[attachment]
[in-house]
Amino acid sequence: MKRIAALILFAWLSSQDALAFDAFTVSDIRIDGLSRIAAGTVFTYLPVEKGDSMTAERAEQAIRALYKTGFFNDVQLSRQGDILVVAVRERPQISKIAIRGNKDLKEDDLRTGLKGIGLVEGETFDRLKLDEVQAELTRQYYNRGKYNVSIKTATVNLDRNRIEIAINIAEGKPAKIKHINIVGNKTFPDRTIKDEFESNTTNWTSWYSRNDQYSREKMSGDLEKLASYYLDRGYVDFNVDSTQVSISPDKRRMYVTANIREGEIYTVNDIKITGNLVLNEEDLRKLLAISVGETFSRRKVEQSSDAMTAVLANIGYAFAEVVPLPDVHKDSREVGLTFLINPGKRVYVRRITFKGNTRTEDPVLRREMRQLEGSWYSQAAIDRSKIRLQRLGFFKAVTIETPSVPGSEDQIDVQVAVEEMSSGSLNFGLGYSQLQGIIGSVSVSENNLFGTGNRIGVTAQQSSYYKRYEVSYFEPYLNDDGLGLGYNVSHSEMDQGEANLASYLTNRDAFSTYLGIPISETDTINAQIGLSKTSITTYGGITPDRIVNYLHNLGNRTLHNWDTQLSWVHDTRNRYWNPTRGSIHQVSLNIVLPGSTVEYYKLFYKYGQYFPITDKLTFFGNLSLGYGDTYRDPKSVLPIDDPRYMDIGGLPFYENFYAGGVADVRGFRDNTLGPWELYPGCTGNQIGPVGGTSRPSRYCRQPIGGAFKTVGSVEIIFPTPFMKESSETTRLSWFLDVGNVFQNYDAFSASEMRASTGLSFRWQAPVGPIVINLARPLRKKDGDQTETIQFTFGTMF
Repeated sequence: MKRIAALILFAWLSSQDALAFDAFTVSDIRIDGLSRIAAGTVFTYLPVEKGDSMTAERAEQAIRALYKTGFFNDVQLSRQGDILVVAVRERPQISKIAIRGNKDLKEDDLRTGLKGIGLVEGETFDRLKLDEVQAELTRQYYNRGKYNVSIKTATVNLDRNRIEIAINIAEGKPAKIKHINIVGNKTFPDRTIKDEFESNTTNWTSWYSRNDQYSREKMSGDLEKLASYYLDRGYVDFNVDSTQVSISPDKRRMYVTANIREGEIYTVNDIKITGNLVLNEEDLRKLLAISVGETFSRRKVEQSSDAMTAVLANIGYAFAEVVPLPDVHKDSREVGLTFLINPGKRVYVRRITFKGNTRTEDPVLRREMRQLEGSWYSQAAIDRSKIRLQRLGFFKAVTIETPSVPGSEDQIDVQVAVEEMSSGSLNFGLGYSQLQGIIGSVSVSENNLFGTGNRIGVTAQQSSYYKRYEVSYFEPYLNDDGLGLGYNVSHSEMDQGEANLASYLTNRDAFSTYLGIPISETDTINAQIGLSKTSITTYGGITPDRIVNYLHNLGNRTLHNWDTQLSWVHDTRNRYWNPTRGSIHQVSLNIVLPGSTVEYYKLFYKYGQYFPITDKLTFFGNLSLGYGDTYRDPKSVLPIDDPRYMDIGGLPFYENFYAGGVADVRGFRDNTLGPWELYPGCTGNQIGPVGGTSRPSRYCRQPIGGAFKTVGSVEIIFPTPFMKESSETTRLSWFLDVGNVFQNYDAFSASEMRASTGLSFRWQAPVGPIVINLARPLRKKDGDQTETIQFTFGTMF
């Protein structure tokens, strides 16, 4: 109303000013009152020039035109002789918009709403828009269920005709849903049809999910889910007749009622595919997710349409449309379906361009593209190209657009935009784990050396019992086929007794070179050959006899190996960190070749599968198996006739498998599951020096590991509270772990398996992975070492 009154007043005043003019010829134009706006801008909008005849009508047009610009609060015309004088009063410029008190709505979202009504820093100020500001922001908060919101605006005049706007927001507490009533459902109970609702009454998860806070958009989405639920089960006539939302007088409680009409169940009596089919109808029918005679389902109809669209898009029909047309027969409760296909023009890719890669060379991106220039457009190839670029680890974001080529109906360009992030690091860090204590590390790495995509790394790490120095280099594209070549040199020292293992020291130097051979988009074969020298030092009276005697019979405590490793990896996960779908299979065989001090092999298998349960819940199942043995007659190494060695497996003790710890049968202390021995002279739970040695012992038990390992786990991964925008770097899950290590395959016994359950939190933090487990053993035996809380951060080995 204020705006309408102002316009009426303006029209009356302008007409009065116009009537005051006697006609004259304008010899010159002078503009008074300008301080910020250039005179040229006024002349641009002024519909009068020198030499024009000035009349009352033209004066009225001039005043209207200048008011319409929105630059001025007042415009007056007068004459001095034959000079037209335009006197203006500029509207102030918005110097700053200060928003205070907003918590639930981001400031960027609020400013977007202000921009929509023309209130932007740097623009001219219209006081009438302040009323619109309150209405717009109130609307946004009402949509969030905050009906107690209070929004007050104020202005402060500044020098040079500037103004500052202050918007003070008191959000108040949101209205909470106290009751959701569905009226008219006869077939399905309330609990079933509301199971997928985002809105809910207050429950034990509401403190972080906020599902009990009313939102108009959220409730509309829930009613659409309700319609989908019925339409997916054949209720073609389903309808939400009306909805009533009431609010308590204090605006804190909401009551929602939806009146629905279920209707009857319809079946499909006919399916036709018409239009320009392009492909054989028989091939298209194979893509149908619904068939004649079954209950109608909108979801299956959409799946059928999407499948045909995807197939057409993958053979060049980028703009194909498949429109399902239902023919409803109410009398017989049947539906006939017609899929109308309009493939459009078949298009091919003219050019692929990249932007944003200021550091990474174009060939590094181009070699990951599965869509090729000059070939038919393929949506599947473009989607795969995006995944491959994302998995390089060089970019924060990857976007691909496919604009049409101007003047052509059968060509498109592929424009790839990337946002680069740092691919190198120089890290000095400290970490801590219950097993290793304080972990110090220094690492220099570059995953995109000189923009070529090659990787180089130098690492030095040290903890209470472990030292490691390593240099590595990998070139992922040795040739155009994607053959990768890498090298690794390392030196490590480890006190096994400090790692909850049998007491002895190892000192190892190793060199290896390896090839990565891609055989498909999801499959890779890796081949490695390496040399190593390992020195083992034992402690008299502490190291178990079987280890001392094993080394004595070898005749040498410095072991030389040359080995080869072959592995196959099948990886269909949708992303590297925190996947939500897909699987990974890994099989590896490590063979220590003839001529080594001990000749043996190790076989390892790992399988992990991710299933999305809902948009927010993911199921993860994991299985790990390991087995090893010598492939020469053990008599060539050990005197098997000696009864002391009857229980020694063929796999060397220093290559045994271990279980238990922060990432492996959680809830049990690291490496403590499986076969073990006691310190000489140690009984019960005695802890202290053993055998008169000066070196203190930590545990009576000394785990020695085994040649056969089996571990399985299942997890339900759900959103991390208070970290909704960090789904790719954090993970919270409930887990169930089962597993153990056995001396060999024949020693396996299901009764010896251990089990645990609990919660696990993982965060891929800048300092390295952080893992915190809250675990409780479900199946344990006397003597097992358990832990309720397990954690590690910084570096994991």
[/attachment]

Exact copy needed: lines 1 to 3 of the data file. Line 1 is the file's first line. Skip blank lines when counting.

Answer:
[in-house]
Amino acid sequence: MKRIAALILFAWLSSQDALAFDAFTVSDIRIDGLSRIAAGTVFTYLPVEKGDSMTAERAEQAIRALYKTGFFNDVQLSRQGDILVVAVRERPQISKIAIRGNKDLKEDDLRTGLKGIGLVEGETFDRLKLDEVQAELTRQYYNRGKYNVSIKTATVNLDRNRIEIAINIAEGKPAKIKHINIVGNKTFPDRTIKDEFESNTTNWTSWYSRNDQYSREKMSGDLEKLASYYLDRGYVDFNVDSTQVSISPDKRRMYVTANIREGEIYTVNDIKITGNLVLNEEDLRKLLAISVGETFSRRKVEQSSDAMTAVLANIGYAFAEVVPLPDVHKDSREVGLTFLINPGKRVYVRRITFKGNTRTEDPVLRREMRQLEGSWYSQAAIDRSKIRLQRLGFFKAVTIETPSVPGSEDQIDVQVAVEEMSSGSLNFGLGYSQLQGIIGSVSVSENNLFGTGNRIGVTAQQSSYYKRYEVSYFEPYLNDDGLGLGYNVSHSEMDQGEANLASYLTNRDAFSTYLGIPISETDTINAQIGLSKTSITTYGGITPDRIVNYLHNLGNRTLHNWDTQLSWVHDTRNRYWNPTRGSIHQVSLNIVLPGSTVEYYKLFYKYGQYFPITDKLTFFGNLSLGYGDTYRDPKSVLPIDDPRYMDIGGLPFYENFYAGGVADVRGFRDNTLGPWELYPGCTGNQIGPVGGTSRPSRYCRQPIGGAFKTVGSVEIIFPTPFMKESSETTRLSWFLDVGNVFQNYDAFSASEMRASTGLSFRWQAPVGPIVINLARPLRKKDGDQTETIQFTFGTMF
Repeated sequence: MKRIAALILFAWLSSQDALAFDAFTVSDIRIDGLSRIAAGTVFTYLPVEKGDSMTAERAEQAIRALYKTGFFNDVQLSRQGDILVVAVRERPQISKIAIRGNKDLKEDDLRTGLKGIGLVEGETFDRLKLDEVQAELTRQYYNRGKYNVSIKTATVNLDRNRIEIAINIAEGKPAKIKHINIVGNKTFPDRTIKDEFESNTTNWTSWYSRNDQYSREKMSGDLEKLASYYLDRGYVDFNVDSTQVSISPDKRRMYVTANIREGEIYTVNDIKITGNLVLNEEDLRKLLAISVGETFSRRKVEQSSDAMTAVLANIGYAFAEVVPLPDVHKDSREVGLTFLINPGKRVYVRRITFKGNTRTEDPVLRREMRQLEGSWYSQAAIDRSKIRLQRLGFFKAVTIETPSVPGSEDQIDVQVAVEEMSSGSLNFGLGYSQLQGIIGSVSVSENNLFGTGNRIGVTAQQSSYYKRYEVSYFEPYLNDDGLGLGYNVSHSEMDQGEANLASYLTNRDAFSTYLGIPISETDTINAQIGLSKTSITTYGGITPDRIVNYLHNLGNRTLHNWDTQLSWVHDTRNRYWNPTRGSIHQVSLNIVLPGSTVEYYKLFYKYGQYFPITDKLTFFGNLSLGYGDTYRDPKSVLPIDDPRYMDIGGLPFYENFYAGGVADVRGFRDNTLGPWELYPGCTGNQIGPVGGTSRPSRYCRQPIGGAFKTVGSVEIIFPTPFMKESSETTRLSWFLDVGNVFQNYDAFSASEMRASTGLSFRWQAPVGPIVINLARPLRKKDGDQTETIQFTFGTMF